Photos of Obama, Chavez Prompt Questions Over Change in Diplomatic Relations

PORT-OF-SPAIN, Trinidad and Tobago - If a picture is worth a thousand words, then many observers are wondering what's the political significance of photos capturing President Obama and Venezuelan strongman Hugo Chavez exchanging friendly greetings and gestures at a regional summit.

Although Venezuela provides about 10 percent of the U.S. oil imports, the OPEC nation was locked in a bitter war of words with the Bush administration -- Chavez famously called Bush "the devil" at a meeting of the United Nations.

But Chavez seemed to warm to Obama this weekend at the Summit of the Americas, shaking Obama's hand on Friday and apparently trying Saturday to recruit Obama into his book club. In front of photographers, Chavez gave Obama a copy of "The Open Veins of Latin America: Five Centuries of the Pillage of a Continent," a book by Eduardo Galeano, which chronicles U.S. and European economic and political interference in the region.

But the White House is downplaying the significance of the encounters, saying Chavez is something of a publicity hound and is trying to leverage his two chance encounters.

"Well, I think the Venezuelan leader is always one to make a splash. That's what he does and he does it pretty well," said Amb. Jeffrey Davidow. "He's captured the interest of the press. I think the fact that our president shook his hand and smiled doesn't constitute a new relationship."

The book exchange, coming on the first full day of meetings at Summit of the Americas on the two-island nation of Trinidad and Tobago, followed a brief grip-and-grin encounter the previous evening, when Obama greeted Chavez in Spanish. Obama exchanged handshakes and pats on the back with Chavez, who once likened President George W. Bush to the devil.

"I think it was a good moment," Chavez said about their initial encounter. "I think President Obama is an intelligent man, compared to the previous U.S. president."

When a reporter asked Obama what he thought of the book Chavez gave him, the president replied: "I thought it was one of Chavez' books. I was going to give him one of mine."

Obama was taking part in a series of plenary sessions, group gatherings and one-on-one meetings that the White House hoped to squeeze into a busy schedule. He hoped to make time for individual sessions with leaders from Canada, Colombia, Peru, Haiti and Chile, aides reported.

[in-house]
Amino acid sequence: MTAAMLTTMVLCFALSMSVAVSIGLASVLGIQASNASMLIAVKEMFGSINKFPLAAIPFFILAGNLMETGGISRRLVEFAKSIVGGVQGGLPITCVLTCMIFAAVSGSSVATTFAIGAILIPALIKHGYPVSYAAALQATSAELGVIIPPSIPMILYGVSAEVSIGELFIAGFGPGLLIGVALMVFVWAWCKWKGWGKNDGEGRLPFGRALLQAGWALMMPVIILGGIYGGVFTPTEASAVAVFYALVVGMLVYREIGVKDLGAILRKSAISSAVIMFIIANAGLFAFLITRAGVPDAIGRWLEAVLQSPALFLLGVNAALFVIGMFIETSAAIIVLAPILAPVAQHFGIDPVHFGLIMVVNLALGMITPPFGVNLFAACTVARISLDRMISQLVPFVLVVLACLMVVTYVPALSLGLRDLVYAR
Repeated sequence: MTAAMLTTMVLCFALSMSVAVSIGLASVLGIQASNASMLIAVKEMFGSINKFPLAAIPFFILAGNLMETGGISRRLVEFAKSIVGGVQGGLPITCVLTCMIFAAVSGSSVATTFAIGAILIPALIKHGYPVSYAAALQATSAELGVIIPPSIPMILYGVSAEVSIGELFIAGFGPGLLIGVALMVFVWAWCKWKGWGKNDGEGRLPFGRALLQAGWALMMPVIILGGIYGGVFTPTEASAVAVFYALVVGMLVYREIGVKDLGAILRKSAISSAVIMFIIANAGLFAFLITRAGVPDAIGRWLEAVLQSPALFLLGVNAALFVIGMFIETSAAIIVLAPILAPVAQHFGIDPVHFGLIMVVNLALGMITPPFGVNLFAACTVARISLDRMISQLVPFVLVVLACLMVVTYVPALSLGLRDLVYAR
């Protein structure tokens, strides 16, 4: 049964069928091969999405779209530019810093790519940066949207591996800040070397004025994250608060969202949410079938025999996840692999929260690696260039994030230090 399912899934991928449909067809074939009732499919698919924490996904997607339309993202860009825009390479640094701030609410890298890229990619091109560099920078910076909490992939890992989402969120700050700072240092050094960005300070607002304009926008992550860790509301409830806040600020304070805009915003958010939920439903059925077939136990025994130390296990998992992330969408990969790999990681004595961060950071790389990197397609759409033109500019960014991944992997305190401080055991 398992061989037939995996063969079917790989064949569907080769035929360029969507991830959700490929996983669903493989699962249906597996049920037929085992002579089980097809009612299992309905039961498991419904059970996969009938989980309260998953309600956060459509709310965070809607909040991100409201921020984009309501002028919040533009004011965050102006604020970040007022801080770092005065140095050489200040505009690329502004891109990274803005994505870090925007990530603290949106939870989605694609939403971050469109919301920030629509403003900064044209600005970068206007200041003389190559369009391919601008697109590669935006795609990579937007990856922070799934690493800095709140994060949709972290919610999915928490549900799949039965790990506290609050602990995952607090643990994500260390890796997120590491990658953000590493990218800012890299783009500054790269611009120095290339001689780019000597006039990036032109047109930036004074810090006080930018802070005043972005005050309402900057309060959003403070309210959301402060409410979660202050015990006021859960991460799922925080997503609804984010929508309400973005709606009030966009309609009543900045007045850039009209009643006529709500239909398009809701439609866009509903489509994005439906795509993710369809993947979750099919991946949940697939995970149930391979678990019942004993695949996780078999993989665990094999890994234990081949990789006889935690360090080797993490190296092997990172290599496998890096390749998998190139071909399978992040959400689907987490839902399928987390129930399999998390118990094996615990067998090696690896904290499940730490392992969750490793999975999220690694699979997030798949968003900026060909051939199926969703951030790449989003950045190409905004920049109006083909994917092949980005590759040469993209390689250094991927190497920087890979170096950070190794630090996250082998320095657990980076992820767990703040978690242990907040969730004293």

Obama was noncommittal about a possible meeting with Chavez, who criticized past U.S. policy at the summit, but expressed hope that relations between the nations would change.

"I think we're making progress at the summit," was all Obama would say.

At his first meeting with South American leaders, Obama waited several minutes while security officers and members of the media pushed noisily into the room. Somebody accidentally hit a light switch, prompting Obama to ask: "Who turned off the lights, guys?"

He said he hoped events would go more smoothly during the meeting where he said he would talk to the leaders about energy, security and other topics. "I have a lot to learn and I'm very much looking forward to listening," the president said.

In an opening speech to the 34-nation gathering on Friday, the president promised a new agenda for the Americas, as well as a new style.

"We have at times been disengaged, and at times we sought to dictate our terms," Obama said to loud applause. "But I pledge to you that we seek an equal partnership. There is no senior partner and junior partner in our relations."

He also extended a hand to a leader Ronald Reagan spent years trying to drive from power: Nicaragua's Daniel Ortega. The Sandinista president stepped up and introduced himself, U.S. officials reported.

Yet soon after, Ortega, who was ousted in 1990 elections that ended Nicaragua's civil war but who was returned to power by voters in 2006, delivered a blistering 50-minute speech that denounced capitalism and U.S. imperialism as the root of much hemispheric mischief. The address even recalled the 1961 Bay of Pigs invasion of Cuba, though Ortega said the new U.S. president could not be held to account for that.

"I'm grateful that President Ortega did not blame me for things that happened when I was three months old," Obama said, to laughter and applause from the other leaders.

But perhaps the biggest applause line was his call for a fresh start in relations between Washington and Havana.

"I know there's a longer journey that must be traveled to overcome decades of mistrust, but there are critical steps we can take toward a new day," he said.

In January, Chavez said Obama had the same "stench" as former President Bush after Obama criticized Chavez for backing the FARC (Armed Revolutionary Forces of Columbia) guerillas in neighboring Columbia. Earlier this month during a trip to Iran, Chavez said he doubted relations would improve with the U.S. because Obama was still "president of an empire."

"I hope President Obama is the last president of the Yankee Empire, and the first president of a truly democratic republic, the United States," Chavez said, after declaring a visit to Tehran "is like arriving at one's own home."

And Chavez has threatened to veto a declaration on economic, security and environmental policies negotiated by the 34 nations attending the summit. The declaration is merely a statement of principles and has no enforcement mechanisms so the Venezuelan veto is essentially meaningless. Still, it caught U.S. officials by surprise since Chavez's government had been party to months of talks leading up to the declaration's drafting.

Ortega, a frequent echo chamber for Chavez's pronouncements, announced here late Friday that Nicaragua would also veto the declaration.

FOX News' Major Garrett and The Associated Press contributed to this report.